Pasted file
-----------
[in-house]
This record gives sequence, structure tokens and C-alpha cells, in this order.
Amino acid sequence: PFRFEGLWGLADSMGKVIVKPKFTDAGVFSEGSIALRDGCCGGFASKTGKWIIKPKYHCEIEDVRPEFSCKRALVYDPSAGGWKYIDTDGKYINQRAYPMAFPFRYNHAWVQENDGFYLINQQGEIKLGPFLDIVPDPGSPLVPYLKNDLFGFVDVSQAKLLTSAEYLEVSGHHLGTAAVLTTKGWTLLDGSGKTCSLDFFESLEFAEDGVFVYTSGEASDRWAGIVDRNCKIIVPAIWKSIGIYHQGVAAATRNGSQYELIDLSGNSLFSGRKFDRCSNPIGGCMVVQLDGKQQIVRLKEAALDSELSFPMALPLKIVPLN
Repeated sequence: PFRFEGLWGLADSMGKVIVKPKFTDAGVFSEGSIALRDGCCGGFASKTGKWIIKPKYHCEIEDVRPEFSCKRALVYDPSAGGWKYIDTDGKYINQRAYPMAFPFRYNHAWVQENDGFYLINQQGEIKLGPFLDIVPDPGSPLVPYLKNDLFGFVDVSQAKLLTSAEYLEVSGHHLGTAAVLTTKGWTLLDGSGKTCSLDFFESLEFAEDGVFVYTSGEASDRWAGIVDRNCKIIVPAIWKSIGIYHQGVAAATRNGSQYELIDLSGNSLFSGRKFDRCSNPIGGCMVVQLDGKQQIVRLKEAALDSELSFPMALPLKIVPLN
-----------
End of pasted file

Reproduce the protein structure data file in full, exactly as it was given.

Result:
[in-house]
This record gives sequence, structure tokens and C-alpha cells, in this order.
Amino acid sequence: PFRFEGLWGLADSMGKVIVKPKFTDAGVFSEGSIALRDGCCGGFASKTGKWIIKPKYHCEIEDVRPEFSCKRALVYDPSAGGWKYIDTDGKYINQRAYPMAFPFRYNHAWVQENDGFYLINQQGEIKLGPFLDIVPDPGSPLVPYLKNDLFGFVDVSQAKLLTSAEYLEVSGHHLGTAAVLTTKGWTLLDGSGKTCSLDFFESLEFAEDGVFVYTSGEASDRWAGIVDRNCKIIVPAIWKSIGIYHQGVAAATRNGSQYELIDLSGNSLFSGRKFDRCSNPIGGCMVVQLDGKQQIVRLKEAALDSELSFPMALPLKIVPLN
Repeated sequence: PFRFEGLWGLADSMGKVIVKPKFTDAGVFSEGSIALRDGCCGGFASKTGKWIIKPKYHCEIEDVRPEFSCKRALVYDPSAGGWKYIDTDGKYINQRAYPMAFPFRYNHAWVQENDGFYLINQQGEIKLGPFLDIVPDPGSPLVPYLKNDLFGFVDVSQAKLLTSAEYLEVSGHHLGTAAVLTTKGWTLLDGSGKTCSLDFFESLEFAEDGVFVYTSGEASDRWAGIVDRNCKIIVPAIWKSIGIYHQGVAAATRNGSQYELIDLSGNSLFSGRKFDRCSNPIGGCMVVQLDGKQQIVRLKEAALDSELSFPMALPLKIVPLN